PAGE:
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STAYVERTICAL
Member

Posts: 854




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« Reply #4 on: March 25, 2012, 02:39:43 PM »

Sounds like you are experiencing the pleasure of ham radio in its purest form.
Your post gives me extra incentive to build that long postponed Rhombic aimed at Japan, put the FT817ND on it, and see what comes out of the bushes.
Makes me think of my first radios (home brew CW tx, modified transistor radio for receive), followed by my first commercial rig - an old tank radio scavenged from a war surplus junkstore.
Next came a war surplus aircraft transmitter which was a true work of art with ceramic and silver roller coil.

Whenever I get agitated with my present equipment, a quick trip down memory lane soon shows me how lucky I am these days.
But, like ones first car, that smoking clunker which we got as a teenager, my first equipment still brings fonder feelings than my present equipment.
Memories are like that.

73s
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N8TI
Member

Posts: 115




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« Reply #5 on: March 25, 2012, 08:56:31 PM »

I think the only limit we now have on ham radio fun is the lack of Hans on the air available for ragchewing.  I believe that the busy world we live in limits the time that most hams have to simply fire up the rig and make some QSO's.

Joe
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VE3FMC
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Posts: 983


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« Reply #6 on: April 01, 2012, 04:47:14 AM »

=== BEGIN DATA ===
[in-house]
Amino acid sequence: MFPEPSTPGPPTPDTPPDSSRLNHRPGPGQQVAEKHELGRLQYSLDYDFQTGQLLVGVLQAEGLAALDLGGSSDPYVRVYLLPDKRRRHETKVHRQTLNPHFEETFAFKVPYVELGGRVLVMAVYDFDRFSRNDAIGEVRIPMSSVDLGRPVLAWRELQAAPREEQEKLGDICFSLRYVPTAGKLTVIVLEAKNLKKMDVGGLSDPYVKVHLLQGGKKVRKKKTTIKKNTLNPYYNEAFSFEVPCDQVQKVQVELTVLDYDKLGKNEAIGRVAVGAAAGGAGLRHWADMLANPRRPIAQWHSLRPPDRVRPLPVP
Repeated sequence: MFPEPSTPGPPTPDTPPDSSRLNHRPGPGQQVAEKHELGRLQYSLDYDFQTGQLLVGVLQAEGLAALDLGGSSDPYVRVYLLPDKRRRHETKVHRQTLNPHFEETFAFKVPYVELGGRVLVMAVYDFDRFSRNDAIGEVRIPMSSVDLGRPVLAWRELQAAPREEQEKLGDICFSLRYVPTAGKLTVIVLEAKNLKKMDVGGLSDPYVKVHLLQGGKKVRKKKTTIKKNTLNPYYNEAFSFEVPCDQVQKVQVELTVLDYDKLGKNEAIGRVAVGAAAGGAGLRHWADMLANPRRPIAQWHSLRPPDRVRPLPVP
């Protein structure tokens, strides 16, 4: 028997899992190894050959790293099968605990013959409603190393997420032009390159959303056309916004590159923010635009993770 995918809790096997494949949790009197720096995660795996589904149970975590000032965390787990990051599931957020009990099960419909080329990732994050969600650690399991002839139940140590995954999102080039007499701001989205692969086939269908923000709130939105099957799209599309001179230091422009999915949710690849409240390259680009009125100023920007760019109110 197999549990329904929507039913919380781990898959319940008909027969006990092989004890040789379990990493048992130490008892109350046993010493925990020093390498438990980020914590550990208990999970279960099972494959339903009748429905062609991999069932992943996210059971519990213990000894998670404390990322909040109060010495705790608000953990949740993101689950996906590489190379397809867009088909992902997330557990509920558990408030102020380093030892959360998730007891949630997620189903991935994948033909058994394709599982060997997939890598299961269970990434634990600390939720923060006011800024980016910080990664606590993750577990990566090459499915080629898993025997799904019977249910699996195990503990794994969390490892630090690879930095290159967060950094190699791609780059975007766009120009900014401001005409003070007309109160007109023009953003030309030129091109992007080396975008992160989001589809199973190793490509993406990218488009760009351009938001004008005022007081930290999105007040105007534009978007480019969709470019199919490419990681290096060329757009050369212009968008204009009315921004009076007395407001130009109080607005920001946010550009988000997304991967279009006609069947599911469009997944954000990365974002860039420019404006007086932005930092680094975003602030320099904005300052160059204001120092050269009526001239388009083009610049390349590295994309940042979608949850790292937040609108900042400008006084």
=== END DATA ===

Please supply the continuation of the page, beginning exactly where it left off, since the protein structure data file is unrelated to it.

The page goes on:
Glad your recently purchased TS-520 works fine Joe.

I wonder, do you still have that Hallicrafters station from the 1964 World's Fair?
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N8TI
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Posts: 115




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« Reply #7 on: April 05, 2012, 08:57:50 PM »

Yes, I still have the Hallicrafters station that was set up in the Coke pavilion at the Wirkd's fair. Hope to have it up and running in a few weeks got the TS 520 permanently set up.

I have to admit that I am running the audio for the TS 520 through a DSP unit. The 520 does not have any filters and I lost a couple of QSO's to QRM, so I figured I'd have to bow to the march of time. It works well now. I used an old Radio Shack unit. Probably one of the last things that Radio Shack built for ham radio use.

Joe

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VE3FMC
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Posts: 983


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« Reply #8 on: April 10, 2012, 04:34:20 PM »

Glad to hear you still own that one of a kind Hallicrafters station Joe. That one is unique to say the least.

I have owned a TS-520, 530, 830 and they are damn good radios, even when you compare them to late model radios.

Have fun with that rig Joe.
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AC4RD
Member

Posts: 1236




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« Reply #9 on: April 20, 2012, 04:16:08 AM »

Yes, I still have the Hallicrafters station that was set up in the Coke pavilion at the Wirkd's fair. Hope to have it up and running in a few weeks

I've seen references to that station--I hope when you have it set up, you'll put some photos on the web for us!